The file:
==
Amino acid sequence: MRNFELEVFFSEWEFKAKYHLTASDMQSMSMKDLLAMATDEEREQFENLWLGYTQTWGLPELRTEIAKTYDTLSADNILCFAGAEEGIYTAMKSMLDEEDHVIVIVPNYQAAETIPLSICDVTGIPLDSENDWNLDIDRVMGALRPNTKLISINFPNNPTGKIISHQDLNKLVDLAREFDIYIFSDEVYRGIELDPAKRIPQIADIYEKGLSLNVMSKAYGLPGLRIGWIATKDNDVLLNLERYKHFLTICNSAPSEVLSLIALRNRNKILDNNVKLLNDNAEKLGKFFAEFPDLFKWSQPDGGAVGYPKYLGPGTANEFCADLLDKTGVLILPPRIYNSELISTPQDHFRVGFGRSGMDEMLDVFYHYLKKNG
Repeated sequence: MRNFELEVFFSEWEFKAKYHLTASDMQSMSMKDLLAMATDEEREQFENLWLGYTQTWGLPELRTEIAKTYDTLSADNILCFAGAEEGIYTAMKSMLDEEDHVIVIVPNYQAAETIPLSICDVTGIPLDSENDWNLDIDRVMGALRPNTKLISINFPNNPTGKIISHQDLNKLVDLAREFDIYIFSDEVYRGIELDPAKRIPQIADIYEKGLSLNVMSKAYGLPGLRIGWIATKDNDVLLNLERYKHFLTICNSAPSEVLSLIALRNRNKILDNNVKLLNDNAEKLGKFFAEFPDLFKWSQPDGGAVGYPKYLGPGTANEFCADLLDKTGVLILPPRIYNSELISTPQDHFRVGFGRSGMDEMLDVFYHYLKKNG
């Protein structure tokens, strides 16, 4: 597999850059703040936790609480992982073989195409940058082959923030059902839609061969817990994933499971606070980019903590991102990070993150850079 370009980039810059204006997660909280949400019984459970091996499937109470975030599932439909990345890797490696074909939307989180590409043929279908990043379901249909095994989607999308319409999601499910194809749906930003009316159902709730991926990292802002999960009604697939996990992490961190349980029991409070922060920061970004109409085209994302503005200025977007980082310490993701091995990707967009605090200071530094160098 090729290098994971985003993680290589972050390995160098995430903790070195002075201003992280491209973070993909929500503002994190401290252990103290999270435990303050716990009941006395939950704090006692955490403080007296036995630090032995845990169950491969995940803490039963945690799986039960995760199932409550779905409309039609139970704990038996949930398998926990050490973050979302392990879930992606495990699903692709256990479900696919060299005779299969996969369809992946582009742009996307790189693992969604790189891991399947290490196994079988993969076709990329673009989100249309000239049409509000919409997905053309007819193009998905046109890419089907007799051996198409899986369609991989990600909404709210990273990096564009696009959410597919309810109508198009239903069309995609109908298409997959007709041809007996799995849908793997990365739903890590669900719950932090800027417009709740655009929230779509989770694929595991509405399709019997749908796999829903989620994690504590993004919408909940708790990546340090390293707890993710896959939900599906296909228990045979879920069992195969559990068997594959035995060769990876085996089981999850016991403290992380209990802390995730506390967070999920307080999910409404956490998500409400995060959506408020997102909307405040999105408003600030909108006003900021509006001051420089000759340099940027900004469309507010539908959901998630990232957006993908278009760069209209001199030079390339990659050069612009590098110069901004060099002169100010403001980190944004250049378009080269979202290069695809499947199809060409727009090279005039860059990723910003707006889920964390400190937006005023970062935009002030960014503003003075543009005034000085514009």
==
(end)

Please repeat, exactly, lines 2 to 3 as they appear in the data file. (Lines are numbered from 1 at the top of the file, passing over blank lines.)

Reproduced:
Repeated sequence: MRNFELEVFFSEWEFKAKYHLTASDMQSMSMKDLLAMATDEEREQFENLWLGYTQTWGLPELRTEIAKTYDTLSADNILCFAGAEEGIYTAMKSMLDEEDHVIVIVPNYQAAETIPLSICDVTGIPLDSENDWNLDIDRVMGALRPNTKLISINFPNNPTGKIISHQDLNKLVDLAREFDIYIFSDEVYRGIELDPAKRIPQIADIYEKGLSLNVMSKAYGLPGLRIGWIATKDNDVLLNLERYKHFLTICNSAPSEVLSLIALRNRNKILDNNVKLLNDNAEKLGKFFAEFPDLFKWSQPDGGAVGYPKYLGPGTANEFCADLLDKTGVLILPPRIYNSELISTPQDHFRVGFGRSGMDEMLDVFYHYLKKNG
């Protein structure tokens, strides 16, 4: 597999850059703040936790609480992982073989195409940058082959923030059902839609061969817990994933499971606070980019903590991102990070993150850079 370009980039810059204006997660909280949400019984459970091996499937109470975030599932439909990345890797490696074909939307989180590409043929279908990043379901249909095994989607999308319409999601499910194809749906930003009316159902709730991926990292802002999960009604697939996990992490961190349980029991409070922060920061970004109409085209994302503005200025977007980082310490993701091995990707967009605090200071530094160098 090729290098994971985003993680290589972050390995160098995430903790070195002075201003992280491209973070993909929500503002994190401290252990103290999270435990303050716990009941006395939950704090006692955490403080007296036995630090032995845990169950491969995940803490039963945690799986039960995760199932409550779905409309039609139970704990038996949930398998926990050490973050979302392990879930992606495990699903692709256990479900696919060299005779299969996969369809992946582009742009996307790189693992969604790189891991399947290490196994079988993969076709990329673009989100249309000239049409509000919409997905053309007819193009998905046109890419089907007799051996198409899986369609991989990600909404709210990273990096564009696009959410597919309810109508198009239903069309995609109908298409997959007709041809007996799995849908793997990365739903890590669900719950932090800027417009709740655009929230779509989770694929595991509405399709019997749908796999829903989620994690504590993004919408909940708790990546340090390293707890993710896959939900599906296909228990045979879920069992195969559990068997594959035995060769990876085996089981999850016991403290992380209990802390995730506390967070999920307080999910409404956490998500409400995060959506408020997102909307405040999105408003600030909108006003900021509006001051420089000759340099940027900004469309507010539908959901998630990232957006993908278009760069209209001199030079390339990659050069612009590098110069901004060099002169100010403001980190944004250049378009080269979202290069695809499947199809060409727009090279005039860059990723910003707006889920964390400190937006005023970062935009002030960014503003003075543009005034000085514009």